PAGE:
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don’t have a 3d printer? if you had it what would you do with it?

3d printer? how would you use it?

Very often, talking to people who see that I have built a 3d printer, I get asked this question “what can you do with it?”.

Doing a simple search on the web we see that there are many sites that provide for free hundreds of drawings of objects reproducible with a 3d printer. The site, I think the richest of these projects, is in my opinion Thingiverse, a community open to all those who want to try their hand at designing and drawing aimed at 3d printing, both experienced cad users and newbies on the subject. On the site you will find everything, from cellphone stands, to the famous and useful USB cable reels, earphone holders, raspberry or arduino cases, covers for most of the cellphones on the market and obviously supports for the now widespread intelligent assistants.alexa Continue reading don’t have a 3d printer? if you had it what would you do with it?

problems with 3d prints

Let’s learn to analyze the problems of 3d prints

You do not expect to find in this article the solution to all the problems of 3D printing, but more a suggestion for the analysis of the results to allow you to improve the quality of the final result.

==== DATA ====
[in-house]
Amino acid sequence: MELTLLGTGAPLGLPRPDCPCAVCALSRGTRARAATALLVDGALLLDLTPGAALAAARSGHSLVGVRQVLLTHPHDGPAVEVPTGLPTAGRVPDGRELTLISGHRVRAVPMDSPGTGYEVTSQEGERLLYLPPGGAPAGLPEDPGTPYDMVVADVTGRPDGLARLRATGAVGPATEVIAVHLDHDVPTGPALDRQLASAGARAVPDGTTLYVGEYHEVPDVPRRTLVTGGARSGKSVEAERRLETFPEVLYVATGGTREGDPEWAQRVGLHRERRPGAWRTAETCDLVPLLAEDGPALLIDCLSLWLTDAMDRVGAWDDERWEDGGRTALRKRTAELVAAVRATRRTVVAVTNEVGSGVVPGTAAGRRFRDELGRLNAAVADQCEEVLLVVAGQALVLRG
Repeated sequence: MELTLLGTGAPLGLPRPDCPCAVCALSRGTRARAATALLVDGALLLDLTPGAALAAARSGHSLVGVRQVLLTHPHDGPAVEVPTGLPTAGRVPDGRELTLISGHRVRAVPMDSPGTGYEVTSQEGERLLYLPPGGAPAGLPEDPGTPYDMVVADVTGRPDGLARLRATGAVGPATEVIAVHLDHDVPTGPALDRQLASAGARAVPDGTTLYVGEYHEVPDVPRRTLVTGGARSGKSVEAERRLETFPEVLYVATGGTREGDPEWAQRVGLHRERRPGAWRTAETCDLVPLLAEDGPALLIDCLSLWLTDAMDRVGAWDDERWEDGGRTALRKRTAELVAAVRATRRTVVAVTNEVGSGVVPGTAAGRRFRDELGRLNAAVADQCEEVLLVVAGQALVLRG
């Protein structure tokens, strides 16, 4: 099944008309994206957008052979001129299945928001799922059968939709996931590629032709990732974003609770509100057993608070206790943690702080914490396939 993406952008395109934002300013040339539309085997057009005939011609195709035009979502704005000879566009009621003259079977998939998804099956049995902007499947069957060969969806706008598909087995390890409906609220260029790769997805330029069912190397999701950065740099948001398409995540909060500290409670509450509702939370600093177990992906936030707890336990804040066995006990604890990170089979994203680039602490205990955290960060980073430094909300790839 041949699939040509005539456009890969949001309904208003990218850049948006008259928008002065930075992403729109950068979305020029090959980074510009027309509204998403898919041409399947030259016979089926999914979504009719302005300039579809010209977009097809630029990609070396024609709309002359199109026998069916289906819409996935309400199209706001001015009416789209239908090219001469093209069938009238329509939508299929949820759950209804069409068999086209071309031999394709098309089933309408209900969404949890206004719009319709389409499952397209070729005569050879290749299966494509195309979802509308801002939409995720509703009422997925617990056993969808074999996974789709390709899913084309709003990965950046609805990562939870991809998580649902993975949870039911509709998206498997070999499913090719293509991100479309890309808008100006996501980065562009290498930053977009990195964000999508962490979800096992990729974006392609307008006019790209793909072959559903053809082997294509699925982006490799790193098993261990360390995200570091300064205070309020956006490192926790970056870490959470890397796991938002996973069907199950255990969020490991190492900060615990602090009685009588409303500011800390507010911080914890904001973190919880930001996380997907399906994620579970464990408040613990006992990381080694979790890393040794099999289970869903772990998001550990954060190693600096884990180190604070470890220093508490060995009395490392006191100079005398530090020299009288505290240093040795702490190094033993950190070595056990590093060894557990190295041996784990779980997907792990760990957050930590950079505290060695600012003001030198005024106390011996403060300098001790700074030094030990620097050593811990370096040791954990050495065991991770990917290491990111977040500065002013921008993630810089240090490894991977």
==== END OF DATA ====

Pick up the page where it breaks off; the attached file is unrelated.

I took photos of 3D printed pieces of an acquaintance of mine as an example, obtained with unsatisfactory quality, to analyze the defects and then try to eliminate them by trying to identify the causes.
The more experienced will surely find my considerations useless, but to some neophytes, like me, maybe they will suggest where to act to improve the quality of 3D prints.

It being understood that a good printer, a good hotend and good filaments certainly make the difference, let’s see the first photo, a classic …… the detachment from the print bed.
In the photo below we see the inverted piece with the angle that tends to go down, actually to go up 🙂


Let’s see what happened.

Continue reading problems with 3d prints


What is warping? warping is that defect that is sometimes created in our prints due to a characteristic of the materials we use for our 3d prints whether it is PLA, ABS, PTFE etc etc and which in practice consists in the enrichment of the ends of the bases of the our 3d prints.

Let’s see better ….

Like most existing materials, plastic, of any kind, undergoes changes in volume due to thermal variations. When we go to heat the filament in our hotend, in addition to changing from a solid state to a fluid one, it undergoes a volume variation that can affect the result even in a quite evident way. This not only happens when it heats up but also when it gets cold, naturally with the opposite consequence and with different characteristics depending on the material used.

Now let’s think about a piece with a fairly wide base and see what happens at the time of the first layer. The heated filament, for example at 210 °, is deposited on a much colder surface undergoing a thermal alteration which varies its dimensions by decreasing them. The second layer built on the first will have a warmer base than the first and therefore will undergo a different thermal shock and so on the third and fourth layer.

PLA, ABS, PTFE …. all the same?
Continue reading warping